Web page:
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Housing on the Central Coast: affordable to whom?

Randol White/KCBX News
At this year's summit, local housing experts asked themselves what kind of housing is necessary for the Central Coast.

Can the Central Coast ever be an affordable place to live? That question was pondered Thursday at the San Luis Obispo County Housing Summit. Local leaders, city planners, home builders, and realtors from across the state met to share experiences in creating affordable housing. But the big question being asked is, what kind of housing is necessary? 

In a San Luis Obispo hotel ballroom, a Who’s Who of California housing experts showcased their development projects - either completed or underway, many aimed at a variety of incomes.

"It's a home ownership project that we did called Moylan Terrace," Scott Smith, executive director of the San Luis Obispo Housing Authority, explained during the first of several panels.  "It’s 80 homes. They are owner-occupied homes, and 27 of those were deed restricted homes. They were sold at below market prices."

Most of the speakers agreed the Central Coast can be an expensive place to live. But when talking about affordability, how to decide what’s affordable and to whom?

"Affordable housing will probably come up a lot today," Amanda Dunton said from the stage. "I think that term is very relative - [it's something] I don’t qualify for; my husband doesn’t qualify for. But a home in the $500-600 thousand dollar range that is affordable. We need more of that here."

But while affordable for Dunton, surely those kind of numbers must be out of reach for many across the Central Coast?

"We represent not just affordable housing, but the spectrum of housing that’s needed and reflects our community," said Andrew Hackleman, who is the executive director of the Home Builders Association of the Central Coastand helped organize the summit. "The message that we really want to get out there is that there is a spectrum of need, and instead of focusing on the argument and discussion that’s taken place over the past decades about anti-growth and wanting to preserve the character...we believe we can do both."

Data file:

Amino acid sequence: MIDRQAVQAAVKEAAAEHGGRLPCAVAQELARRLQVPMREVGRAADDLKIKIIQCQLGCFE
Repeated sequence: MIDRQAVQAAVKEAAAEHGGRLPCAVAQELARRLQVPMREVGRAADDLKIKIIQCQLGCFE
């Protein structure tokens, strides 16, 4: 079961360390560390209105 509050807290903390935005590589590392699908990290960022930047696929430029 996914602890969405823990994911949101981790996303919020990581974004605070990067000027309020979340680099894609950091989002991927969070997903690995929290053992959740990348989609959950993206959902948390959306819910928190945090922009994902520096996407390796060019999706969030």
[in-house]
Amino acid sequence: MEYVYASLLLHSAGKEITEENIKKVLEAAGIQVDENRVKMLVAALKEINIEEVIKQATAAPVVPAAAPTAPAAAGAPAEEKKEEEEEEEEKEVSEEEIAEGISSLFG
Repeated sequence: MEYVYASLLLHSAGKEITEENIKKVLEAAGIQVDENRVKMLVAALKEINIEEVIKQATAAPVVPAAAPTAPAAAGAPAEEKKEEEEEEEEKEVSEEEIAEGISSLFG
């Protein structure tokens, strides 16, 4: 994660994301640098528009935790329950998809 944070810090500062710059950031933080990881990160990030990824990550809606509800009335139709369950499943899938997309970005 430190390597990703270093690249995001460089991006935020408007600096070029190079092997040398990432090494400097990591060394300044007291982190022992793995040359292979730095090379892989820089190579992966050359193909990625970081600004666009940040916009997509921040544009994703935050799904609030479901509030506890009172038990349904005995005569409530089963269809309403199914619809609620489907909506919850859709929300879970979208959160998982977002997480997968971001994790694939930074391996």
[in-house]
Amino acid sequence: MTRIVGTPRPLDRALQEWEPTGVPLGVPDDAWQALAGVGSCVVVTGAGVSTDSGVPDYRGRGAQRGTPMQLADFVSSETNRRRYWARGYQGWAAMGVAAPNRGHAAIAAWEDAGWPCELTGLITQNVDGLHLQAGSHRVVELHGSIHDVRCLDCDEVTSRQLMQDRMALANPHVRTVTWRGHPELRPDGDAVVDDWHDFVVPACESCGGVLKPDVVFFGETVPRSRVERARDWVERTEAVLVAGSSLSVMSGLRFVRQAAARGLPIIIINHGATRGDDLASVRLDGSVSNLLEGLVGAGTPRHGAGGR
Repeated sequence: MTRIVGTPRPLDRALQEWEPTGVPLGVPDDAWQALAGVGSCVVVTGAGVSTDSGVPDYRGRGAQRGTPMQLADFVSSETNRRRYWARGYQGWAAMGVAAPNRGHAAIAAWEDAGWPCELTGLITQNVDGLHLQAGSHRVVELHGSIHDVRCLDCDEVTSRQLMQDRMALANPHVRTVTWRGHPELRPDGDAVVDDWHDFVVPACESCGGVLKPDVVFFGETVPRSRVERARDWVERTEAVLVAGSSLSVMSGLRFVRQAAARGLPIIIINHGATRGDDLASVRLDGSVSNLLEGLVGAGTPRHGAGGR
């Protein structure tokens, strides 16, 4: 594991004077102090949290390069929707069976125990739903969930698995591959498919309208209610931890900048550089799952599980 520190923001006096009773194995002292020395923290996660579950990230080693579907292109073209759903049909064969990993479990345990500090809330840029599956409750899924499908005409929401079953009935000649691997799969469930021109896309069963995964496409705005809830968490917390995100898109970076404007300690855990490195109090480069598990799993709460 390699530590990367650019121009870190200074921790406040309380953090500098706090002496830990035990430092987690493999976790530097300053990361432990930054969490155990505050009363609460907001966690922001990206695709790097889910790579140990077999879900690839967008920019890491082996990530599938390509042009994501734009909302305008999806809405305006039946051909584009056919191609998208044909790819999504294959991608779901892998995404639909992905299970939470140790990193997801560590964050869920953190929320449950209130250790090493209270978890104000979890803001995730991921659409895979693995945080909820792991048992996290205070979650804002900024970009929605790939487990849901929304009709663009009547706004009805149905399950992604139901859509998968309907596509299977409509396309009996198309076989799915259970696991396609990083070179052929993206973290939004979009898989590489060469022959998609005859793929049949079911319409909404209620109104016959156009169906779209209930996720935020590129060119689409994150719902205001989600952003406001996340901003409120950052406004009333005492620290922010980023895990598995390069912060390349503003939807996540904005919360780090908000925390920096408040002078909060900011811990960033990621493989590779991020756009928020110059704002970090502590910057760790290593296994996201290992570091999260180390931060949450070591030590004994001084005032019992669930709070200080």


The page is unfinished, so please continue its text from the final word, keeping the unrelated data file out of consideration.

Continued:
One way: smaller houses. They’re less expensive to build and you can build more of them. Another is incentives for developers to build more house for lower income individuals. And then there is zoning changes. Hackleman said recently, San Luis Obispo has been a model for all three.

"They’re doing a really good, honest look at how their fees are structured, trying to incentivize those smaller units for people who are working here, and they are listening to the development community," said Hackleman. "They are listening to the individuals here in the community - to what they want and need."

According to Hackleman and many of the speakers at the summit, they’d like to change the perception that more development is perceived as a bad thing. Instead, they say, it's an opportunity for more kinds of people to live in the same place. 

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